Digicam for non-techie?

Discussion in 'Digital Photography' started by Joanne, Nov 23, 2003.

  1. Joanne

    Joanne Guest

    I've been thinking about picking up an inexpensive digicam for my husband
    for Christmas. He's a total non-techie - he needs step by step instructions
    on how to shut down the computer if a storm comes up - and needs something a
    little larger than what's currently popular as he's always worked with his
    hands (housepainting and construction type jobs) and doesn't have good fine
    finger movement.

    What I'd like is something with 2-3mp, a good sized LCD (2 inches +) and an
    EVF, fairly large (4 inches wide or more, at least 3 inches tall) with a
    decent grip. Older models may be preferable as they're usually larger. Of
    course I want it to take a decent picture, so I'm not looking for one of
    those cheapie "no name" brands.

    Any suggestions?
    Joanne, Nov 23, 2003
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  2. Joanne

    Joanne Guest

    Forgot to mention, I'd also like 3x or higher optical zoom.
    Joanne, Nov 23, 2003
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  3. Joanne

    Mark Johnson Guest

    You know, I wonder if anyone would just recommend the 'pro-sumer',
    supposedly, super-zoom cameras, with the 10x optical, and whatever
    digital crop/enlargement. I think a Kodak has 56x zoom, but without
    stabilization. I think these are all fairly point and shoot, aren't
    they? And say, on ebay, the price of a Oly 750 or similar zoom must be
    pretty reasonable. Maybe just a nice trip camera. And you can get
    close-ups of the local bugs, to boot.
    Mark Johnson, Nov 24, 2003
  4. Joanne

    Mark Herring Guest

    Canon A-60 or A70

    I have the A40, and it is great---easy to use

    Dont understand the part about size (3x4 inches) This would equate
    to one of the more expensive cameras
    Mark Herring, Pasadena, Calif.
    Private e-mail: Just say no to "No".
    Mark Herring, Nov 24, 2003
  5. Joanne

    Steve Guest


    Check out either the Nikon Coolpix 2100 (2MP) or 3100 (3MP). I got a 3100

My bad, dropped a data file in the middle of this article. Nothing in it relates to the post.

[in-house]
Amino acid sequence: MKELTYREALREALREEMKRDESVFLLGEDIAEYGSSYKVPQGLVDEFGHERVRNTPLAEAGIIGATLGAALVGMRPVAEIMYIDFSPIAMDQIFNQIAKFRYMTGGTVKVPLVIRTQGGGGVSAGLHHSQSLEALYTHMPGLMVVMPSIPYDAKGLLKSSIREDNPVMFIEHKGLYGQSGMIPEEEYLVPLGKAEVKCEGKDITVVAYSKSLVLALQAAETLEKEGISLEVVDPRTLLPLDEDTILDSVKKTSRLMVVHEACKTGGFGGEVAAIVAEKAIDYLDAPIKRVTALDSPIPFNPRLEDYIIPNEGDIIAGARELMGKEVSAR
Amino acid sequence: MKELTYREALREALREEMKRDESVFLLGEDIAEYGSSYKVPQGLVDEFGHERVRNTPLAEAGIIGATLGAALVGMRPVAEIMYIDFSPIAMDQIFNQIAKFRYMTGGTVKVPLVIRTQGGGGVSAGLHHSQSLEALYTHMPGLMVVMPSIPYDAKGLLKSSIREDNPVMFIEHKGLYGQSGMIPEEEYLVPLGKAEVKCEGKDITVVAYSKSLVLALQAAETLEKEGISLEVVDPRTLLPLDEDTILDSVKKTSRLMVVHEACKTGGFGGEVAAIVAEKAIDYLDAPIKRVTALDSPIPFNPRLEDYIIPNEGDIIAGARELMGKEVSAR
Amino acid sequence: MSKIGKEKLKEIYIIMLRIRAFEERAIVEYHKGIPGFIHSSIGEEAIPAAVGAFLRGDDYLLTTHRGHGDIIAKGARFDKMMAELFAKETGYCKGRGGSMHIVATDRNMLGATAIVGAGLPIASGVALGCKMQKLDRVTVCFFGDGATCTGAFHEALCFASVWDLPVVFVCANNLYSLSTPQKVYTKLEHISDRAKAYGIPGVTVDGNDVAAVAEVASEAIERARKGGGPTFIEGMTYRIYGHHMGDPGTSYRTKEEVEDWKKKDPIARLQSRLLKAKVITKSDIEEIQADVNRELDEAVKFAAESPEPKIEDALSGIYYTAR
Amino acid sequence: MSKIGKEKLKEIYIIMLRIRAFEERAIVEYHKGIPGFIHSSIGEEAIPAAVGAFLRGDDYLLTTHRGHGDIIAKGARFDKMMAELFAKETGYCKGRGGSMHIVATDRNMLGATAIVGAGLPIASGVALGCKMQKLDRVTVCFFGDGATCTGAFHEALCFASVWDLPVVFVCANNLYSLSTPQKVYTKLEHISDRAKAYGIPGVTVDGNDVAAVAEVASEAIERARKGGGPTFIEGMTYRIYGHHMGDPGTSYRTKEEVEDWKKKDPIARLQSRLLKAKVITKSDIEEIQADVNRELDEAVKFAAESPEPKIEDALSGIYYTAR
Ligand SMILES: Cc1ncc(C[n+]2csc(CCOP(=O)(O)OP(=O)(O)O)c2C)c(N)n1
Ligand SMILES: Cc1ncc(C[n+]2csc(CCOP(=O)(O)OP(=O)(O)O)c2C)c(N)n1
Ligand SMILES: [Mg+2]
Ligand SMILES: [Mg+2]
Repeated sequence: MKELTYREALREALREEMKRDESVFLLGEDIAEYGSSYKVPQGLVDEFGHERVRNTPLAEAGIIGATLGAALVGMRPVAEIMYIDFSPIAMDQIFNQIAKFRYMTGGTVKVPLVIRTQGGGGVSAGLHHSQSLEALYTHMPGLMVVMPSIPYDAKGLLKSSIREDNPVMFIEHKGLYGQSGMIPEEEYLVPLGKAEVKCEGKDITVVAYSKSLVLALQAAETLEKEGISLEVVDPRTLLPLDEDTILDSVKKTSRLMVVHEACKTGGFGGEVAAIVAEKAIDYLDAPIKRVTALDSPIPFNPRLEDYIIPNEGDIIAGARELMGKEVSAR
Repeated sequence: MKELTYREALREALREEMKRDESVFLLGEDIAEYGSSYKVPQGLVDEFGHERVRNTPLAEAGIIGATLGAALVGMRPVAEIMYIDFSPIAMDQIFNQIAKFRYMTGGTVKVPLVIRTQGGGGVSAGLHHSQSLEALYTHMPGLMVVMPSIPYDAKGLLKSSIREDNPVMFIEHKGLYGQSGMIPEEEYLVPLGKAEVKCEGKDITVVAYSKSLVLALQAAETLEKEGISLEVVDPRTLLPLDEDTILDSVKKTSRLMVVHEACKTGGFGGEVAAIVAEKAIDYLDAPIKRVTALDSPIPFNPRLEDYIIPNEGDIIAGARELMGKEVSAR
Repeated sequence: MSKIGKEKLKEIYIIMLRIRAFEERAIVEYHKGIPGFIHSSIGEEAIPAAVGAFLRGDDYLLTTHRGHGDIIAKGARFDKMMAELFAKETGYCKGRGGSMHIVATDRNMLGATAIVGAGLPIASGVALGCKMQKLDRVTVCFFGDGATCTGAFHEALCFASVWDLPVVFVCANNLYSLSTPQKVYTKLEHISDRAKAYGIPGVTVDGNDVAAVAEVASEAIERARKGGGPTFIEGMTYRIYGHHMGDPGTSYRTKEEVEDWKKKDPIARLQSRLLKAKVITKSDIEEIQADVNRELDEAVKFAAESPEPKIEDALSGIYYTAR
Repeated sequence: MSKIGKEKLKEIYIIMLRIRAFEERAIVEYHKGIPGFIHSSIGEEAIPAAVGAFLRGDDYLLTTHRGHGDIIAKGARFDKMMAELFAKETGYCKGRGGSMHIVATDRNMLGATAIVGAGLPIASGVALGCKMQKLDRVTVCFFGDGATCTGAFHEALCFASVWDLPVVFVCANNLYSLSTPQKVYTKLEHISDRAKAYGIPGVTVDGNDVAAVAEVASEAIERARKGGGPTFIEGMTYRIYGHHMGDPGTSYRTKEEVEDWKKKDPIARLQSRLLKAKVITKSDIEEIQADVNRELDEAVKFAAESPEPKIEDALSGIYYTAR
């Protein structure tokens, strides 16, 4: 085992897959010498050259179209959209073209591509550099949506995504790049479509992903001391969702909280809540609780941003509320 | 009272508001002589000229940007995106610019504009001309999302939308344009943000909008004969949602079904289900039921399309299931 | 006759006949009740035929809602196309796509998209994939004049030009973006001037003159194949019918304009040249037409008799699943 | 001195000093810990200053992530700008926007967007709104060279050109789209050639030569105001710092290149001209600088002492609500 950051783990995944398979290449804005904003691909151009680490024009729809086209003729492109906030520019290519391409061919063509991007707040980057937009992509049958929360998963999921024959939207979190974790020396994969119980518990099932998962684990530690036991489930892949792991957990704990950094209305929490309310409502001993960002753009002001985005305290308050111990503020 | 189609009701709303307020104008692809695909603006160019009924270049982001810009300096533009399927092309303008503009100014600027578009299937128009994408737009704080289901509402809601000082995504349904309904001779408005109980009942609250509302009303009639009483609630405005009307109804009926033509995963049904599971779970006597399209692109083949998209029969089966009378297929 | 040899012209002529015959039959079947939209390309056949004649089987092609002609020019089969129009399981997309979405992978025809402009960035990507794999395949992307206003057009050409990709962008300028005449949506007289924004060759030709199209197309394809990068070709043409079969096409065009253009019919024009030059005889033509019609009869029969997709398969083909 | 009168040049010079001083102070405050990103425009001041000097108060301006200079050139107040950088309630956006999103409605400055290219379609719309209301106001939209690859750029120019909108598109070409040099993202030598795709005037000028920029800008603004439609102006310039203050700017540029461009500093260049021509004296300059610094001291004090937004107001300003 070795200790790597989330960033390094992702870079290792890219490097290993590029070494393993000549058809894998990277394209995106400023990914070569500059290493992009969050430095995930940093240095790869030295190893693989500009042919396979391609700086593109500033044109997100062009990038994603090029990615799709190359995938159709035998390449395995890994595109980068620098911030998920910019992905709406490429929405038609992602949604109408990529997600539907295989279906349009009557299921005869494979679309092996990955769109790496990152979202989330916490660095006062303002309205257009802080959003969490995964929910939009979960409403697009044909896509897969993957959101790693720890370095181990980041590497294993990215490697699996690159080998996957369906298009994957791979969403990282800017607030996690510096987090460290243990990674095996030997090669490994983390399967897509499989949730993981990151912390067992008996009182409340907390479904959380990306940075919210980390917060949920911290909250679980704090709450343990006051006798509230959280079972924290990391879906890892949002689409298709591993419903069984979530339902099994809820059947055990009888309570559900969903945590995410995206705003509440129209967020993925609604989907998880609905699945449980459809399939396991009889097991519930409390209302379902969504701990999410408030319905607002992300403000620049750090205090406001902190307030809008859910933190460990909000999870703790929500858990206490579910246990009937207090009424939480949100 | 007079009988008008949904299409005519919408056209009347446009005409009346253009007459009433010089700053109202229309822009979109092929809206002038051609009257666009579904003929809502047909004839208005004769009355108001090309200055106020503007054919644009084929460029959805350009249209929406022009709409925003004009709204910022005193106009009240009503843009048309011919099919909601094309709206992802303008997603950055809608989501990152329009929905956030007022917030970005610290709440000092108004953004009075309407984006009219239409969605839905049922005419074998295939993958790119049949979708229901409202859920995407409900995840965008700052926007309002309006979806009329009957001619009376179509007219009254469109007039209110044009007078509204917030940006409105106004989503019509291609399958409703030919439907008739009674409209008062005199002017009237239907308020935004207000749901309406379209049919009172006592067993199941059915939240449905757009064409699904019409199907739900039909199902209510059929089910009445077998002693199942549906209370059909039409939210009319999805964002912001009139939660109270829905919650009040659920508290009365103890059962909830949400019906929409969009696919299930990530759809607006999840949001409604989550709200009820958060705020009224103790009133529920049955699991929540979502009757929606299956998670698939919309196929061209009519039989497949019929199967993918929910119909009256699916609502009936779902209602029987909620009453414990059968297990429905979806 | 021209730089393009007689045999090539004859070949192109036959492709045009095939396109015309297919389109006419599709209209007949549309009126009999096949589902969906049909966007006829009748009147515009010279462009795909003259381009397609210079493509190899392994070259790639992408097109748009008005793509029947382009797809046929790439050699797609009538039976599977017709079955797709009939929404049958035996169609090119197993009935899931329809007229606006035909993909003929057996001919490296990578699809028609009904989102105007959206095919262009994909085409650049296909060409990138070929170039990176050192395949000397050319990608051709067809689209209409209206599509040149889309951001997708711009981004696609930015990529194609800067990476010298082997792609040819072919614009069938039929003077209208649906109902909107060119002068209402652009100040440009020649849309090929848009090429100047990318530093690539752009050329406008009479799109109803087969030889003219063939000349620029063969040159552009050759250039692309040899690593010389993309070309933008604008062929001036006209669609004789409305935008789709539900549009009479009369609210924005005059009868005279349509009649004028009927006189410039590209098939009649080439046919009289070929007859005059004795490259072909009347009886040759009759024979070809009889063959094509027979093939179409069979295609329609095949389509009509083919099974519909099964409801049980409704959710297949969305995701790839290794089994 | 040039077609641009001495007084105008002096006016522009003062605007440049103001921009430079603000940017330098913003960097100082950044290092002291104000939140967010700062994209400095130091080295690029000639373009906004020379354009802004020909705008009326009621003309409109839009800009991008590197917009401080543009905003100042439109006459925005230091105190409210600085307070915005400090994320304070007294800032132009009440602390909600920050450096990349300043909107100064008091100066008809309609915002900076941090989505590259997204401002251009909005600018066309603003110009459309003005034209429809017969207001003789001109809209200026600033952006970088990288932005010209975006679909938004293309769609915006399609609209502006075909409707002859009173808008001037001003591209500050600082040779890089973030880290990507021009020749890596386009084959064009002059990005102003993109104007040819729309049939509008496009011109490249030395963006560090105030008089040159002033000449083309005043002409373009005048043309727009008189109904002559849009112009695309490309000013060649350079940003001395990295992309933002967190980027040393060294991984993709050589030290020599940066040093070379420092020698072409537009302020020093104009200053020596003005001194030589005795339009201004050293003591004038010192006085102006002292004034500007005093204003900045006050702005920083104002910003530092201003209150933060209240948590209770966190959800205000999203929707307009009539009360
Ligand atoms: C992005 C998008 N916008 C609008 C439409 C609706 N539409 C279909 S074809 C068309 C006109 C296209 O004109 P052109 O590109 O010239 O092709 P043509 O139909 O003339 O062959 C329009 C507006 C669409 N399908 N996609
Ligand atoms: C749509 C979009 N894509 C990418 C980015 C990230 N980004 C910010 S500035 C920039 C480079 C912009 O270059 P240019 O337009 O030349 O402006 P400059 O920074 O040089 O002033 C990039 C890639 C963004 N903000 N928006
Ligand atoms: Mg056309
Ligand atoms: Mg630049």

to replace a defective A series Canon that Canon U.S.A. failed to repair 3
    times. The Nikon 2100 and 3100 were definitely designed for the
    "non-techie" in mind with various "assist modes" and "scene modes" that
    permit the "non-techie" to choose from such settings as "portrait" (camera
    opens up the f/stop for decreased depth of field), "landscape" (camera
    closes down the f/stop for increased depth of field), "sports" (camera
    increases the shutter speed) and "musuem" (camera decreases the shutter

    While "techies" will be more comfortable with the traditional approach of
    setting their own shutter speed and f/stop, the "no-techie" will appreciate
    how user-friendly Nikon has designed the 2100 and 3100 with very logical
    menus, "one-touch download", an on-camera "trash can" for deleting unwanted
    pics, and very well positioned controls. After over 30 years with 35 mm
    photography, I can say that Nikon really designed these cameras to give the
    "non-techie" lots of options in easy to understand "non-techie" terms.

    I would NOT recommend either the Canon A60 or A70 as they are basically a
    "techie's camera" loaded with lots of "techie" features that you will
    probably never use. Also the A series Canons have developed a strong
    reputation for a high number of defects including bad lenses, bad CCD's, bad
    LCDs and the notorious Canon soft image problem which will require that you
    also purchase some "very-techie" editing software such as Photo Shop or
    Paint Shop Pro to correct for the loss of detail caused by the soft images.
    Finally, in my 30 years of photography, I will also say that Canon customer
    service is the absolute worse that I have ever encountered.

    I would recommend either the Nikon Coolpix 2100 or 3100.